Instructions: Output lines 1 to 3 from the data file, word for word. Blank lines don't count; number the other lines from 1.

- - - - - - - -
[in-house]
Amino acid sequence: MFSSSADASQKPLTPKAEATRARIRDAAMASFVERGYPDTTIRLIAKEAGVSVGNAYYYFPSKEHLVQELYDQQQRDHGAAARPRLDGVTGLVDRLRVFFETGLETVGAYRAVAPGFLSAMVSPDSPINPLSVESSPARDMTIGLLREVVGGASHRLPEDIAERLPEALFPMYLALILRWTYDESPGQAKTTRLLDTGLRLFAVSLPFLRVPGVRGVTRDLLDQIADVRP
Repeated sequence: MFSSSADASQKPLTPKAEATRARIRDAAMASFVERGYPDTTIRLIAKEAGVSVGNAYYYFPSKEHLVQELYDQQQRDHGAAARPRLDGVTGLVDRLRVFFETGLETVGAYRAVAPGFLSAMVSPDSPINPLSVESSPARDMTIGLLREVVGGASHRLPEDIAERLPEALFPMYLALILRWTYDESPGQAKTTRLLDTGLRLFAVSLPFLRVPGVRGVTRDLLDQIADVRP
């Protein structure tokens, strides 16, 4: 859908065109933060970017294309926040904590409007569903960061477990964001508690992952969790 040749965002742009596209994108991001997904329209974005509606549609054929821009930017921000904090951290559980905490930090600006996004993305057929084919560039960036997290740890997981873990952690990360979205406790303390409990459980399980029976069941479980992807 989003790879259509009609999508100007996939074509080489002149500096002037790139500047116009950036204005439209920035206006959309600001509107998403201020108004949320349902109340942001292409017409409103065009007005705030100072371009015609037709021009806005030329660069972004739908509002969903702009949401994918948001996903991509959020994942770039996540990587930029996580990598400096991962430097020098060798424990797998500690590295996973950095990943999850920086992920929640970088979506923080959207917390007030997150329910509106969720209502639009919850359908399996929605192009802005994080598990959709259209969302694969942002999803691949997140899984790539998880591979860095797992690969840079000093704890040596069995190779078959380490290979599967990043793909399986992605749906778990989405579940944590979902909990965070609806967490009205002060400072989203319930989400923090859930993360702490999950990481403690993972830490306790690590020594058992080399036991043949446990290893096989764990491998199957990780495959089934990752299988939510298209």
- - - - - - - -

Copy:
[in-house]
Amino acid sequence: MFSSSADASQKPLTPKAEATRARIRDAAMASFVERGYPDTTIRLIAKEAGVSVGNAYYYFPSKEHLVQELYDQQQRDHGAAARPRLDGVTGLVDRLRVFFETGLETVGAYRAVAPGFLSAMVSPDSPINPLSVESSPARDMTIGLLREVVGGASHRLPEDIAERLPEALFPMYLALILRWTYDESPGQAKTTRLLDTGLRLFAVSLPFLRVPGVRGVTRDLLDQIADVRP
Repeated sequence: MFSSSADASQKPLTPKAEATRARIRDAAMASFVERGYPDTTIRLIAKEAGVSVGNAYYYFPSKEHLVQELYDQQQRDHGAAARPRLDGVTGLVDRLRVFFETGLETVGAYRAVAPGFLSAMVSPDSPINPLSVESSPARDMTIGLLREVVGGASHRLPEDIAERLPEALFPMYLALILRWTYDESPGQAKTTRLLDTGLRLFAVSLPFLRVPGVRGVTRDLLDQIADVRP